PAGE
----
Maryland (no tax liability for tribe); Oklahoma (date for refund claim); Washington State (B&O tax apportionment for Tacoma)

KPMG’s This Week in State Tax focuses on recent state and local tax developments.

KPMG’s This Week in State Tax focuses on recent state and local tax developments.

KPMG’s This Week in State Tax—produced weekly by KPMG’s State and Local Tax practice—focuses on recent state and local tax developments.

  • Maryland: A state appellate court held that a tribal corporation taxpayer that was not subject to federal income tax (and thus did not have federal taxable income) was not subject to Maryland corporate income tax. The court concluded that the Comptroller does not have authority to levy taxes on income that is not included in a taxpayer’s federal taxable income.
  • Oklahoma: The state’s Supreme Court in a case concerning when corporate income taxes are deemed paid for purposes of filing a timely claim for refund, held that the taxpayer’s taxes were deemed paid when it filed its return on the extended due date—although the high court found that the statute was, after examining all the relevant statutes and the federal rules, ambiguous.
  • Washington State: A state appellate court affirmed the City of Tacoma’s interpretation of the apportionment provisions for services income under the state’s B&O tax. The taxpayer provided management and administrative services to medical professionals from its offices in Tacoma, Tennessee, and Texas. For the years at issue, the taxpayer apportioned its receipts to Tacoma using a two-factor payroll and service-income method. Most of the taxpayer’s customers were outside the city, and the taxpayer computed a service-income factor that was nearly zero. The city argued that because many of the taxpayer’s business activities did not require direct customer contact, apportionment of the service receipts based on customer contact did not reflect a fair apportionment of its service income, and the city applied a costs-of-performance approach that increased the taxpayer’s B&O liability. After a trial court held in the taxpayer’s favor, the city appealed. The appeals court reversed, holding that the statute set forth three alternative methods of apportioning a taxpayer’s service income, allowing the tax authority to select the method that most fairly and accurately apportioned service receipts.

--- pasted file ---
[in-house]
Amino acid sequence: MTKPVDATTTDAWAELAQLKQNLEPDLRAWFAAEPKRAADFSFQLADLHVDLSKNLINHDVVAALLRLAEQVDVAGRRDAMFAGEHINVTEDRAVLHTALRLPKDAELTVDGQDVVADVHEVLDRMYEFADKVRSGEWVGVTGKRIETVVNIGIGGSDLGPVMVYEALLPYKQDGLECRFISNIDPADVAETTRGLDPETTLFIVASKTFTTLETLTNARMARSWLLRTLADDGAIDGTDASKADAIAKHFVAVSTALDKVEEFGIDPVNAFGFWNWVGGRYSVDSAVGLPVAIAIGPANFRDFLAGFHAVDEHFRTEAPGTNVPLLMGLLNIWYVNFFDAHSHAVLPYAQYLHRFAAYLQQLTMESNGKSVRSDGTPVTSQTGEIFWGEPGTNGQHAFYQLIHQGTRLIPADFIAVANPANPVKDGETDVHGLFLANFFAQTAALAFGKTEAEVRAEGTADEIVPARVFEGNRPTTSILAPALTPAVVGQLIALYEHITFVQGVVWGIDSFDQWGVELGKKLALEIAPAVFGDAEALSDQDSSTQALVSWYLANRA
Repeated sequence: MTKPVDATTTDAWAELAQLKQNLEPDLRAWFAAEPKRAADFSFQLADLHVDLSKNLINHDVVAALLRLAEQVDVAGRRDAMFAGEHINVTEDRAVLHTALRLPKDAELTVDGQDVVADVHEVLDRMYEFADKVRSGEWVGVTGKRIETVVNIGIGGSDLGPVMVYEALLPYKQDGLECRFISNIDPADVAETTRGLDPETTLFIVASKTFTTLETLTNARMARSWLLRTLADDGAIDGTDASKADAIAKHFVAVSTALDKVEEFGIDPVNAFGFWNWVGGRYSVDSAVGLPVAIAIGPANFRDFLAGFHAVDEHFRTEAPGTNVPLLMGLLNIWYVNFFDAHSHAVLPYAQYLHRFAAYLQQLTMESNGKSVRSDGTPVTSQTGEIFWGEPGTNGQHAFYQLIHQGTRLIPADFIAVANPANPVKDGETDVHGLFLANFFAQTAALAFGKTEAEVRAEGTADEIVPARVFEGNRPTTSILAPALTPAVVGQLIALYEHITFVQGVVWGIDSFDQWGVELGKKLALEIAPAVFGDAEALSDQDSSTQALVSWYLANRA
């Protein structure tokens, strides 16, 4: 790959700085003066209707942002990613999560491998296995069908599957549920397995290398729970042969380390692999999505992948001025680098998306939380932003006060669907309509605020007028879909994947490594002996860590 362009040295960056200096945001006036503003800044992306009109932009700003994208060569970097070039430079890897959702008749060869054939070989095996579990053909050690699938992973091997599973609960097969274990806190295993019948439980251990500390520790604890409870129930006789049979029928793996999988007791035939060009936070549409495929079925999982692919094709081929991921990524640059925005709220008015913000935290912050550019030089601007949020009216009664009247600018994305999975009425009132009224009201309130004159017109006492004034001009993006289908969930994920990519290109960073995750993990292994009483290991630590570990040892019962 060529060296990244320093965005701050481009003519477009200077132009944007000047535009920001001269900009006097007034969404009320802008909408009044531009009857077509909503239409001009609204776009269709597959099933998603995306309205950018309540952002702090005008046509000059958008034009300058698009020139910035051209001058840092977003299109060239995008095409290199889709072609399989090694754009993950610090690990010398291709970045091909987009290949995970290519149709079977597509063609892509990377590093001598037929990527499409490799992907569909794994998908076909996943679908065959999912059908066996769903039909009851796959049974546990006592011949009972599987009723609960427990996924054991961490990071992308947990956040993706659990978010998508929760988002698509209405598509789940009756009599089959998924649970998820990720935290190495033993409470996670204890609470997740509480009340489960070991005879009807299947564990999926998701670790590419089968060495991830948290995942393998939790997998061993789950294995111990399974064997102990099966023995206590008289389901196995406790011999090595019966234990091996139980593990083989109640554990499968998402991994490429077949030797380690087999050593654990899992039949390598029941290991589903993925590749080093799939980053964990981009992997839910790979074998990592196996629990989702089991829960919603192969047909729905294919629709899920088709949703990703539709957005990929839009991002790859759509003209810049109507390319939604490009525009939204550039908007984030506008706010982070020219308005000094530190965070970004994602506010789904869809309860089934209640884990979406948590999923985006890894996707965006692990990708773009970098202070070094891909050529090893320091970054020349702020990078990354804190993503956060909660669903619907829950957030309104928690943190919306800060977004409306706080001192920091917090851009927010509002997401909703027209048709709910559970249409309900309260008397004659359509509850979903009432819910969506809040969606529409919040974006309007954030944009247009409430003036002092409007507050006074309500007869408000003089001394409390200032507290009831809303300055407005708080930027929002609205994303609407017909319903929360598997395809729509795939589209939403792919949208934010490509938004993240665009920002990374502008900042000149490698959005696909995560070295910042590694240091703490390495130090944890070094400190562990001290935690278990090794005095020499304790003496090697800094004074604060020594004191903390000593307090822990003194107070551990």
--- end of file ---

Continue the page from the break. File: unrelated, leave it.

Read an April 2022 report prepared by KPMG LLP

 

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